The following interview of Pilipe Baghiauri - tav-khevisberi (chief priest) of the Pshav commune of Gogolaurta in Georgia - was conducted in June 2000 by Paata Bukhrashvili, Romanoz Dolidze, and Kevin Tuite, members of the International Caucasological Research Institute. It is reproduced here by kind permission of Prof. Tuite, Professor of Ethnolinguistics at the University of Montreal; the original can be viewed here, on Prof. Tuite's website.
* * * * *
* * * *
* * *
Pilip’e Baghiauri (G. ფილიპე ბაღიაური) is the tav-khevisberi (G. თავ-ხევისბერი) of the commune of Gogolaurta, whose principal shrine is located atop Kmodis Gori, in the northeast Georgian province of Pshavi. He is one of the handful of traditional ritual specialists in the highland districts of Pshavi and Khevsureti who continue to perform the prayers and ceremonies of the syncretic religious system sometimes characterized as Georgian paganism (for descriptions of this system, see Bardavelidze 1957, 1974; Charachidzé 1968; K’ik’nadze 1996; Tuite & Bukhrashvili 1999; Tuite 1996, 2004). The conversations translated here took place on 24-25 June 2000.The first occurred at the interviewers’ campsite on the bank of the Matur-Xevi river, close to its intersection with the Aragvi, not far from Gogolaurta. The second took place the following day atop Lasharis Gori, close to the powerful shrine of Lasharis-Jvari. The interview was conducted (in Georgian) by P’aat’a Bukhrashvili (PB), Romanoz Dolidze (RD), and Kevin Tuite (KT); Tuite translated the text into English and added the explanatory notes. The original recording is in the archives of the International Caucasological Research Institute (K’avk’asiologiis saertashoriso sametsniero-k’vleviti sazogadoebrivi inst’it’ut’i), an independent, non-profit organization headquartered in Tbilisi. Further information, and publications by the members of the institute are available at the web sites and .The authors wish to express their thanks to the Social Sciences and Humanities Research Council of Canada, for its continued support of their research on religious festivals in post-Soviet Georgia.
I. The Vocation of the khevisberi
Pilip’e Baghiauri describes how he became aware of his vocation to succeed his father as khevisberi:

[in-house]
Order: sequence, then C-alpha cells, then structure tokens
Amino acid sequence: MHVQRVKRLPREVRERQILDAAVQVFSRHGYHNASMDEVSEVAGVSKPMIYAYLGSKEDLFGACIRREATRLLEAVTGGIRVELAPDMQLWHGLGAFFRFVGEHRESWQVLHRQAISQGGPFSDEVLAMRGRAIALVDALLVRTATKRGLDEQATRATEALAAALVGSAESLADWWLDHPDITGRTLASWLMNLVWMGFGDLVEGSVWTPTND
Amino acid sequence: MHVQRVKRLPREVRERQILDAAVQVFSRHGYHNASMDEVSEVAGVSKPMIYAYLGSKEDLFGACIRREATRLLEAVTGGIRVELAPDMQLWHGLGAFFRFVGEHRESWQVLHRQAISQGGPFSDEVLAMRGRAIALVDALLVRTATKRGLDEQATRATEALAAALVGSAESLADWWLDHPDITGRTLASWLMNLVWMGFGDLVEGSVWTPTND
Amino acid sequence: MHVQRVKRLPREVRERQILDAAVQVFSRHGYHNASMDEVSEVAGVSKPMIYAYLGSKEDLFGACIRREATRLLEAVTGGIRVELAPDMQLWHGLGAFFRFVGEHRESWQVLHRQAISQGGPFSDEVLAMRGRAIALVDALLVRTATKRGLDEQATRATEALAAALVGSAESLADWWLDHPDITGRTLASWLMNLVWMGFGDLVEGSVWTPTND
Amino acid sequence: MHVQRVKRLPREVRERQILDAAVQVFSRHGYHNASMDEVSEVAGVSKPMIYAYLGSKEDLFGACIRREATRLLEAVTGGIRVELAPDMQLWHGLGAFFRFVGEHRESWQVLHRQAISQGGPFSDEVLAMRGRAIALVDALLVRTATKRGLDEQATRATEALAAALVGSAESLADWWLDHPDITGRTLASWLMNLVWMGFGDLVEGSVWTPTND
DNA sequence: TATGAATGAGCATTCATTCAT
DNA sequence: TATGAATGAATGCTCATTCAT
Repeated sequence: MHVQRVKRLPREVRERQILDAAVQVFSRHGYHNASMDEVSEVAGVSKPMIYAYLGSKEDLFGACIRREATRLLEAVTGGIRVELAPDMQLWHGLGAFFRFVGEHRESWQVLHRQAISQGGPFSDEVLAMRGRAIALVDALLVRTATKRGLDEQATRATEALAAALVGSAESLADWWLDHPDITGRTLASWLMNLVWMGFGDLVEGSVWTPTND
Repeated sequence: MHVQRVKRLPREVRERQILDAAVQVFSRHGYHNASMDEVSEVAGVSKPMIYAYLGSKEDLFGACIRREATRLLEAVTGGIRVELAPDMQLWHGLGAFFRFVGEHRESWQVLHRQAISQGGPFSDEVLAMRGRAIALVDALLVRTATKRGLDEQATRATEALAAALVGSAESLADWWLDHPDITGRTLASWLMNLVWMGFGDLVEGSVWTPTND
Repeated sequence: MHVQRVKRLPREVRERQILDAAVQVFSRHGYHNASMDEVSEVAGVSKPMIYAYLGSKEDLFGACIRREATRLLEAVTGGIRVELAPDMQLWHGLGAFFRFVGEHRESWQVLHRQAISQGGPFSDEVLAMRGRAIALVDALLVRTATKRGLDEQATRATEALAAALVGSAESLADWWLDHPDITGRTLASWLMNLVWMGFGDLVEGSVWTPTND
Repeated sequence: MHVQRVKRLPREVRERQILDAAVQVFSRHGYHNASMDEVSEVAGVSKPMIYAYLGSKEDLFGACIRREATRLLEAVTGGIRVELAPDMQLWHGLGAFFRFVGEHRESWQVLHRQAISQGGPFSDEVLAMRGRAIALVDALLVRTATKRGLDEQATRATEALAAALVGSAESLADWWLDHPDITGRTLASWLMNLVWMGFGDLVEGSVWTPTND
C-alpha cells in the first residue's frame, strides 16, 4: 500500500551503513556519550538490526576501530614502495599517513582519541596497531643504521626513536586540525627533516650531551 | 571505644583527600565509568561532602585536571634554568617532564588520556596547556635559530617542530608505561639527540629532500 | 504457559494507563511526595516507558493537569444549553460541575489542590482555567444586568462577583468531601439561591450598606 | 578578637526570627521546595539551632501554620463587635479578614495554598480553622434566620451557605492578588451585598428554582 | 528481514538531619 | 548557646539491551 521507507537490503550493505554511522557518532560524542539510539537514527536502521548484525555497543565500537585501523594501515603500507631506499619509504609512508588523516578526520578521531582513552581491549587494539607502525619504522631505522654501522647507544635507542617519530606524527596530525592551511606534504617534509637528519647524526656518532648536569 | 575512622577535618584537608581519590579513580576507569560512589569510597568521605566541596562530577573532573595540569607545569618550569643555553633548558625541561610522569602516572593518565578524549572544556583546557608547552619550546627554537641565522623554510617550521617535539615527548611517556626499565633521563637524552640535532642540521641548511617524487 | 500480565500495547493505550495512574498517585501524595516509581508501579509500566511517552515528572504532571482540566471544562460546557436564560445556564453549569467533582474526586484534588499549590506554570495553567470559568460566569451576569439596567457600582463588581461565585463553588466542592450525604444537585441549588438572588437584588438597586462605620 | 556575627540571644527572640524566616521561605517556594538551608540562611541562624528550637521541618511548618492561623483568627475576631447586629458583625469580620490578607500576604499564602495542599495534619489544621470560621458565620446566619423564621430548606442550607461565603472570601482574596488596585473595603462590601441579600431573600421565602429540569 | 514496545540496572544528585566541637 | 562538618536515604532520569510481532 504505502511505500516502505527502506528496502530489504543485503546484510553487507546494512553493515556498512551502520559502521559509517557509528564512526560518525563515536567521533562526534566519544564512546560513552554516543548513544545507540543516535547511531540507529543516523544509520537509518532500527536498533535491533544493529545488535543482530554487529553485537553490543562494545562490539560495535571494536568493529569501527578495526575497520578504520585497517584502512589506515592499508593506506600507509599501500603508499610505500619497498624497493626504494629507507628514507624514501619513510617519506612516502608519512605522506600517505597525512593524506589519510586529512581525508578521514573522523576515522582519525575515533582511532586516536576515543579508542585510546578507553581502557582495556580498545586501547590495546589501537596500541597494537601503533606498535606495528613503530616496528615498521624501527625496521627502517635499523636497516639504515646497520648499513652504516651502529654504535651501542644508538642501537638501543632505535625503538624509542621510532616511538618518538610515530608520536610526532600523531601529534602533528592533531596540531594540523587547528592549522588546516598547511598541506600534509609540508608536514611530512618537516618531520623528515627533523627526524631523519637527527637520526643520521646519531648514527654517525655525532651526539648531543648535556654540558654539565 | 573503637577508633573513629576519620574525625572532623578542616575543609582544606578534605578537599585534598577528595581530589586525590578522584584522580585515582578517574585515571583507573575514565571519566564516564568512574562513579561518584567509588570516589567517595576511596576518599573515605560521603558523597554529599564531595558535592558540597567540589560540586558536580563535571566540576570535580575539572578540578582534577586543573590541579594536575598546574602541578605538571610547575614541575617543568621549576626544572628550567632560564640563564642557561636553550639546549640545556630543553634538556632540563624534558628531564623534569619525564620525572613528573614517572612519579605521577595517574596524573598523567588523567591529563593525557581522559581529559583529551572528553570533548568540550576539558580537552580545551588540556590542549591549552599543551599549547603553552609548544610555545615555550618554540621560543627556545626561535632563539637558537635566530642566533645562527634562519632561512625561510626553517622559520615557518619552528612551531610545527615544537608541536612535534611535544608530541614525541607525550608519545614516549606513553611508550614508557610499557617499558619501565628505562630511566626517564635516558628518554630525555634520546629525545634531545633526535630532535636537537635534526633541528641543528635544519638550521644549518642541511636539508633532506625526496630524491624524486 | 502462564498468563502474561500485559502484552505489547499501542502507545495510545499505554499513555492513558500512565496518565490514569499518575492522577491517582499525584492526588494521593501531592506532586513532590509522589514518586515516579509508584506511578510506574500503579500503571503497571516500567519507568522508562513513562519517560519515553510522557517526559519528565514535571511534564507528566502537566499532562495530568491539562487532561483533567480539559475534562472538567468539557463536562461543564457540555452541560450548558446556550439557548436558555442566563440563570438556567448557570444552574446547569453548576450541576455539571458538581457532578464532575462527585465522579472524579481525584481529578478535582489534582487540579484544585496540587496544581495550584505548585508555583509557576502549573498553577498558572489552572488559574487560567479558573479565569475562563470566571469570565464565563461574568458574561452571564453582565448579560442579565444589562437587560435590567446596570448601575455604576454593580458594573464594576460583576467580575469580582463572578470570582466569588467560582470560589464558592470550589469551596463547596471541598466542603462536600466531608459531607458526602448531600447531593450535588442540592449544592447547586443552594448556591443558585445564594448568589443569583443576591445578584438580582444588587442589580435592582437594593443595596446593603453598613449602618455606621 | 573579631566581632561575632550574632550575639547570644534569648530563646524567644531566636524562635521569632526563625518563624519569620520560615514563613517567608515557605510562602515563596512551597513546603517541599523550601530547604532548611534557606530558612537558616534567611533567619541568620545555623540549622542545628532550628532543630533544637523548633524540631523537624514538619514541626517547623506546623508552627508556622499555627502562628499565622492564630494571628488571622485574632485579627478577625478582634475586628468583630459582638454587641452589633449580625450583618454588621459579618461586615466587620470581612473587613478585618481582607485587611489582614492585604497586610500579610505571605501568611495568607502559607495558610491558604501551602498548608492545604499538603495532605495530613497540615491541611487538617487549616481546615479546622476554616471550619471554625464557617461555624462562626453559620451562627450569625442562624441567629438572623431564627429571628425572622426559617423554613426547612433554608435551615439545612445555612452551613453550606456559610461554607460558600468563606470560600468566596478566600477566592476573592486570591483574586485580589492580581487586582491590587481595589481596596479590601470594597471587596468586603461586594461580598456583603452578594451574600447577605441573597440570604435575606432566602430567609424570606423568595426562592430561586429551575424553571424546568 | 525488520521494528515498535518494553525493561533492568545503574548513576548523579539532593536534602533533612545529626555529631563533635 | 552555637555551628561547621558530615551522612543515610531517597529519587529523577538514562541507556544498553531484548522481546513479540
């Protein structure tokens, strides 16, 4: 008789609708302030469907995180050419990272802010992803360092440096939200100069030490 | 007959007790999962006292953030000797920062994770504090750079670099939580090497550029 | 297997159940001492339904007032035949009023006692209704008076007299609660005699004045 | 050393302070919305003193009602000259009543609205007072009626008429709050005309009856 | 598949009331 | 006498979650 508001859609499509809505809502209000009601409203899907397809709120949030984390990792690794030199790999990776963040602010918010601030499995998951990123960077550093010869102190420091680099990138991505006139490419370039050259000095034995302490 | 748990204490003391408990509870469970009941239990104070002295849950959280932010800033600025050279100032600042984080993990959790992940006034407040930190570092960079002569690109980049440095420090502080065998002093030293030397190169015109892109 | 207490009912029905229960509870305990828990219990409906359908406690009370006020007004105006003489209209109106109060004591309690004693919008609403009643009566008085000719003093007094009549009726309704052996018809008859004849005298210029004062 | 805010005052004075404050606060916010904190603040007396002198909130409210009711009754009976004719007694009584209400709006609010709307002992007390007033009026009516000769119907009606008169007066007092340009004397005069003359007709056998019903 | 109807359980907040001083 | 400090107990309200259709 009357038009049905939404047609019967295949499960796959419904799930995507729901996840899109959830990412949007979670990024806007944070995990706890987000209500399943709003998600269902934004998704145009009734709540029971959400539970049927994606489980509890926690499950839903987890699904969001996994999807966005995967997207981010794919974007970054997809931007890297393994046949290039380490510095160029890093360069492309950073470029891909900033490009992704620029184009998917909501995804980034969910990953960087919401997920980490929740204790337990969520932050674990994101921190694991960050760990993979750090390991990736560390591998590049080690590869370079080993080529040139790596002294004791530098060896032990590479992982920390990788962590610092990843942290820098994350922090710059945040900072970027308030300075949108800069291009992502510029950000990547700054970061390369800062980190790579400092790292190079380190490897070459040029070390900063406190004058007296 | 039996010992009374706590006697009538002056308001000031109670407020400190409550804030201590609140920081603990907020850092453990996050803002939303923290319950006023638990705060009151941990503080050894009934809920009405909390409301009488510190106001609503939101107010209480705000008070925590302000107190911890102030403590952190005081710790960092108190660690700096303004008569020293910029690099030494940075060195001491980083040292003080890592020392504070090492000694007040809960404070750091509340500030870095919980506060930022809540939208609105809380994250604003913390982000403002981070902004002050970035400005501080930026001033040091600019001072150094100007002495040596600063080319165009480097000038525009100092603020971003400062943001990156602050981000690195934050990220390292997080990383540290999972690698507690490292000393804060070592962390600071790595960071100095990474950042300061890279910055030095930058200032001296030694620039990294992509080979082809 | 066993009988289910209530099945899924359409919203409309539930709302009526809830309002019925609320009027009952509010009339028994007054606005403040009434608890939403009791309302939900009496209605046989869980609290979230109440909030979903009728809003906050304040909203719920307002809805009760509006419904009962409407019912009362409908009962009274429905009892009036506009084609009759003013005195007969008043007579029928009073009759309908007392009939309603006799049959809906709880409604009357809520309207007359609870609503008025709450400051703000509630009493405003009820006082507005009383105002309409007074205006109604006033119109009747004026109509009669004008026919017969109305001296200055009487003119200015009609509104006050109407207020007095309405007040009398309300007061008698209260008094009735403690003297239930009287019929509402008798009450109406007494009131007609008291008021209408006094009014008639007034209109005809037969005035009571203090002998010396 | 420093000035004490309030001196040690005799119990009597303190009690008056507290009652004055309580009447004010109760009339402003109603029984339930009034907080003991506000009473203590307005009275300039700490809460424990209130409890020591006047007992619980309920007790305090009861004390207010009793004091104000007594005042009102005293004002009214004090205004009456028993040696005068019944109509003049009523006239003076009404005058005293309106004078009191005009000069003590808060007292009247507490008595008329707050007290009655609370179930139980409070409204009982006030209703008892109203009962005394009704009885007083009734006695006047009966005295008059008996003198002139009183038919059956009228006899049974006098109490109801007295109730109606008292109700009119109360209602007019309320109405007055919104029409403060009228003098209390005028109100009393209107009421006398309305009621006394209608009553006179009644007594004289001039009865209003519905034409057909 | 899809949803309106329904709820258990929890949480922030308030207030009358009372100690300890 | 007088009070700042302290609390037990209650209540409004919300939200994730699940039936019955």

I was a bit arrogant in those days, and gave no thought to [the possibility that] I would become khevisberi. I paid no attention to such things. It was my father then, and when I went to the shrine (khat’i) it was to party, and I gave it no thought. [The expression khat’i (literally, “icon”) is polysemous in highland Georgian usage, covering the senses of (1) a divine image, (2) a shrine or sanctuary, and (3) the supernatural being in whose honor the shrine has been constructed. The word djvari, “cross”, has a similar range of meanings, especially in Khevsureti.] I disliked the khevisberi’s duties. It is a special matter, you are always busy — and then, fifteen years earlier, no add ten years to that, twenty-five years ago, a man called me, he was priest along with my father, his assistant, and [he said]: “I saw this dream, and, son, be careful of yourself”. I laughed. Then there were oracles (kadagebi) [In earlier times, certain individuals, usually men, had the special vocation of communicating messages from supernatural beings (Mindadze 1987). On such occasions, they would go into a trance-like state and speak with the voice of the khat’i. Most of these oracles were also khevisberis, but this was not always the case. The last kadagebi died in the late 1980’s, in Khevsureti.] among us, and they informed us [of this]. [I said]: “What are you saying? How could I do this [i.e. serve as priest]?” Then, I became frightened, I would become startled, I was falling out of bed. Ask my mother how many times she grabbed on to me. I was seeing apparitions. I said: I must not go insane. Now, in 1989, one of my children died, and before a year went by, because I had not yet held the anniversary banquet (tslistavi), my wife followed [in death]. [In Georgia, as in other Orthodox Christian countries, banquets are held on the fortieth day after death (ormotsi), and on the one-year anniversary (tslistavi). The former marks the departure of the soul from the earth to the afterlife, as in the Biblical account of Jesus’ ascension to heaven forty days after his resurrection, and the latter banquet ends the period of official mourning.] I was troubled. People knew what happened and they would say to me: “You made this child die, you will destroy your family”. [The vocation of a khevisberi characteristically begins with a struggle, rather than immediate acceptance by the candidate. All Pshav and Khevsur priests that I have interviewed, and those whose selections are described in the Georgian ethnographic literature (e.g. Mindadze 1981), explicitly mention their resistance to the initial call, their unwillingness to assume the heavy responsibilities of the khevisberi’s office. Refusal of the vocation invariably brings the anger of the khat’i upon the candidate, and often upon his family as well. Some individuals fell gravely ill or suffered from mental disturbances, others lost family members to death, which they interpreted as the penalty imposed by the divinity for their obstinacy. (One elderly khevisberi told me that the deaths of several of his brothers at the front during World War II were occasioned by his continued refusal to heed the call to service of his commune’s khat’i).] I went to a fortune-teller, what we call a ‘reader’ [mk’itkhavi].